Google’s “Project Loon” hits a road block

By : |June 20, 2016 0

Google’s ambitious “Project Loon” seems to have hit a road block. Barely after a few months of its first tests on its balloon-powered Wi-Fi service, the project has got into a legal entangle.

The concept works using a network of balloons, which travel along the edge of space to bring internet access to even the most remote areas of the world.

However now, a company called Space Data Corporation has filed a complaint against the firm, arguing that the project infringes on patents from over a decade ago, and breaks their Non-Disclosure Agreement.

According to a document filed in Northern California District Court earlier this week, Space Data writes that Google’s Project Loon unlawfully uses their trade secrets discussed nearly 10 years ago.

CIOL Google’s “Project Loon” hits a road block

‘As set forth in detail below, Project Loon improperly and unlawfully utilizes Space Data’s confidential information and trade secrets which Space Data disclosed to Defendant Google pursuant to a 2007 Mutual Confidentiality and Non-Disclosure Agreement (‘NDA’).

The Verge says that Space Data’s 1999 and 2001 patents on balloon-network connectivity and the termination and recovery of these systems come long before the development of Project Loon.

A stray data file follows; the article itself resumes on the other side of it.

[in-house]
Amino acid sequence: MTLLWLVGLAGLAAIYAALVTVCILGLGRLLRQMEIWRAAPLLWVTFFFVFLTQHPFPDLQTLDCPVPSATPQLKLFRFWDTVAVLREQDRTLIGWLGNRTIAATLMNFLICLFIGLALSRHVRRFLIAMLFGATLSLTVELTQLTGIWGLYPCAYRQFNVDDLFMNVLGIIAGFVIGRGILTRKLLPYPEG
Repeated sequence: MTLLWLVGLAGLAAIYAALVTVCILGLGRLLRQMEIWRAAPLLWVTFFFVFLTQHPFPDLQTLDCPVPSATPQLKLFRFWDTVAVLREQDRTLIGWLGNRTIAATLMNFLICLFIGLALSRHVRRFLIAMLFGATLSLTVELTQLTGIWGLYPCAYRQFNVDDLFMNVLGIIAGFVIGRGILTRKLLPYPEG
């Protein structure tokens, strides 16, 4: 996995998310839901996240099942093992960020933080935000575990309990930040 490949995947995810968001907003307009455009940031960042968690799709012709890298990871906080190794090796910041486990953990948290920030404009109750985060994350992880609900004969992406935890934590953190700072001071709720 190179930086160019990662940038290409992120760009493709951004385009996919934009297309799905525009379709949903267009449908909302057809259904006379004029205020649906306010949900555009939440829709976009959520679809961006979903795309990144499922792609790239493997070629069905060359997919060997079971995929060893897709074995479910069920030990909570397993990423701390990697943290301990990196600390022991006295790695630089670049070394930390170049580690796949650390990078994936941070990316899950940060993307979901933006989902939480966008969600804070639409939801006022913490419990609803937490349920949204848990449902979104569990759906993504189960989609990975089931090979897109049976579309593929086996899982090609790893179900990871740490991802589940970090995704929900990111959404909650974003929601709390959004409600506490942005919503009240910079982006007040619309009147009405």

The complaint cites a Non-Disclosure Agreement signed in 2007 regarding the trade secrets discussed between the two companies pointing out that Google founders Sergey Brin and Larry Page visited the Space Data headquarters, and attended a 2008 balloon release.

In the document, Space Data has even included a photo of this visit, showing Brin at the February 2008 event.

‘Space Data and Google engaged in extensive discussions about Space Data’s business, including its technology, and its financial model,’ the complaint states.

It continued: ‘Google was also given access to Space Data’s balloon production line and network operation center where they saw a map of balloons in the sky and the wireless communications coverage Space Data was providing across 1/3 of the United States.’

Just a few years following the agreement and meeting, Google started work on Project Loon.

Google has refused to comment on the matter as of now.

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